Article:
I can see why Antarctica was left out, but think it would have been fun to have a sort of "ice, snow, and mineral" scent from the frozen continent...

  12. Sounds like a very interesting man! What a great way to spend an afternoon. Please enter me in the draw.

  13. Ines, they do actually ship around the world. I don't know if they have a samples program, though. It's worth emailing them -- everyone speaks English there.

  14. Jarvis, yes, actually, there might be something aldehydic to do with Antarctica... But I told him he already had so much stuff in his line he should calm down a bit, otherwise we'll find ourselves in a Parfumerie Générale/Montale situation!

  15. Lora (and Jarvis, and Ines), you're in the draw! It *was* a fun afternoon. In fact, the perfect pastime for a perfumista.

  16. Great post! The bottles are $90 CAD for 50ml, can't recall the price for 100ml. He does ship.

    I have recently learned that he has switched from direct sales in his boutique to distribution in local Montreal stores, and he is moving to Toronto to open a boutique there, opening date unknown, but it is rumored to be in the Yorkville area of Toronto. When you call the shop number listed in this post, you will hear a listing of the stores that now stock his perfumes.

  17. Tara, you mean he doesn't have his Montreal boutique any more? What a shame... No more sniffing around with CA, then? Thanks for the info.

  18. I would like to be included in the drawing, please. Merci.

  19. Okay, first off: "Eau de Krill"? BWAH-HAH-HAH!!!

    Seoncdly: both those Africas sound right in my wheelhouse. (Is that the tropical you thought I'd like you mentioned recently?) Please do enter me in the drawing!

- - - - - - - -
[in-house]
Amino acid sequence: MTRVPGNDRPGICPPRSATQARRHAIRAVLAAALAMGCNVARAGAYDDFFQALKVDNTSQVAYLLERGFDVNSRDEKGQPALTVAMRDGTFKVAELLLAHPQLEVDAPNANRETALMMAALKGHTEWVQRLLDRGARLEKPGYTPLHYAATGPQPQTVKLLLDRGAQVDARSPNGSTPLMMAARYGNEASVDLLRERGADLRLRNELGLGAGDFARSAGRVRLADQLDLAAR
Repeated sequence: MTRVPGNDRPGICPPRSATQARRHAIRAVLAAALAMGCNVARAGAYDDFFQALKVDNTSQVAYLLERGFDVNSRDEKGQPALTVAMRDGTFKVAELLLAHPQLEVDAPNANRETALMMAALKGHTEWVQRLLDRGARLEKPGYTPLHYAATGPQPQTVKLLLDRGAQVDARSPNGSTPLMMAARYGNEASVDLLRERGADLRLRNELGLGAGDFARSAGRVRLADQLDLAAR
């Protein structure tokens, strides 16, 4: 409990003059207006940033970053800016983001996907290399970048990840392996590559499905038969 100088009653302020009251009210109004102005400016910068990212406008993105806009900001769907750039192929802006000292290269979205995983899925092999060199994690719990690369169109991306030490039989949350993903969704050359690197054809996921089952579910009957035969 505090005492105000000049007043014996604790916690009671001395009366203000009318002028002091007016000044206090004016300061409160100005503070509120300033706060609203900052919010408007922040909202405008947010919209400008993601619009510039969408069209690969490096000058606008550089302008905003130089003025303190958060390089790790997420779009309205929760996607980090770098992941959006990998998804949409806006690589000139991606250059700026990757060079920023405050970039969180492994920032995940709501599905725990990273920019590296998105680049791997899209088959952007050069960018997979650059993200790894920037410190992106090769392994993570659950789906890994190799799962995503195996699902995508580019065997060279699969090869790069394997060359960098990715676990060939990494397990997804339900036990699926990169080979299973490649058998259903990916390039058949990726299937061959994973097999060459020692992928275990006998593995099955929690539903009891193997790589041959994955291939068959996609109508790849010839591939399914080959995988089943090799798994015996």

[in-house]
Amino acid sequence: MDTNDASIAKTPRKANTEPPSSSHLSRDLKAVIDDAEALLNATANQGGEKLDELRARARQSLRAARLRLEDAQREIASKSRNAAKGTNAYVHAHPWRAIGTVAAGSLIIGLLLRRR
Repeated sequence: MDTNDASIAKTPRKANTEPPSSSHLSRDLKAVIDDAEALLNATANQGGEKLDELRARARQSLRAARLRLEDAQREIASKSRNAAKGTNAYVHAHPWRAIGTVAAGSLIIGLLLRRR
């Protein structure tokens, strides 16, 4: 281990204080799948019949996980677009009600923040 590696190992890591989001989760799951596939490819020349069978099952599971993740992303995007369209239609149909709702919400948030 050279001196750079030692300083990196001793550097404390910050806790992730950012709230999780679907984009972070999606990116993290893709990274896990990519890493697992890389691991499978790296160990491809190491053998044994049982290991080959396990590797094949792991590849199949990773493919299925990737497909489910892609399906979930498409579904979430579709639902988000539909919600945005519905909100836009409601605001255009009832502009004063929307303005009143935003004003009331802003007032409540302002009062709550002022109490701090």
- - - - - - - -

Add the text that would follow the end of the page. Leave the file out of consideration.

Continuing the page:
20. A., you're in, but Queen of Africa wasn't the tropical I was telling you about -- that would be Manoumalia by Les Nez. A lot of blogs talked about it and interviewed the perfumer, and I finally go to try it a week ago. More will follow in these pages.

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  22. Jarvis! You should smell them.
    D made me smell several and it was right after I read Chandler's view on niche perfumes ("independent perfumers generally produce erratic collections"). This brand came from nowhere, but they smell good (with one exception). A perfumery in Montreal is not that usual.

  23. Octavian, you're right, a Montreal perfumer is a pretty unique phenomenon -- unfortunately, I've just learned he's moving to Toronto (more money there, I suppose). The line is well worth exploring, definitely.

  24. Great review. Please include me in the drawing. Thanks!

  25. He's moving to Toronto? Alas, so much for my impromptu trip to Montreal. No matter, I shall wait for warmer weather, and attender que carmencanada soit retourne dans son pays.

  26. Jarvis, being a true Montrealer, I'm probably not going anywhere near Toronto in any conceivable future... But CA's frags *are* sold in Montreal. Pity he won't be around to sell them to me, I love it when he claps and cheers!

  27. When I spoke to M. Hebert, he seemed to imply that he was opening a second shop in the Yorkville area of Toronto but still keeping the Montreal shop. He will send samples that are reasonably proced. I really like Geisha and Helene de Champlain and am waiting for a trip to Montreal in the near future to buy the full bottles.
    (To me, the perfumes don't match the descriptions and they definitely can't be all-natural! There are some very lovely perfumes in the collection though. There are several that I like very much and that I plan to buy!)

  28. Anonymous, that's weird, I've just heard back from a friend in Montreal saying the Montreal shop was for rent! Still, I do hope he has a flagship store, and I'm glad that you confirm he does have a sample program (and that you agree with me about naturals and descriptions). I have a sample of Geisha that I really like as well.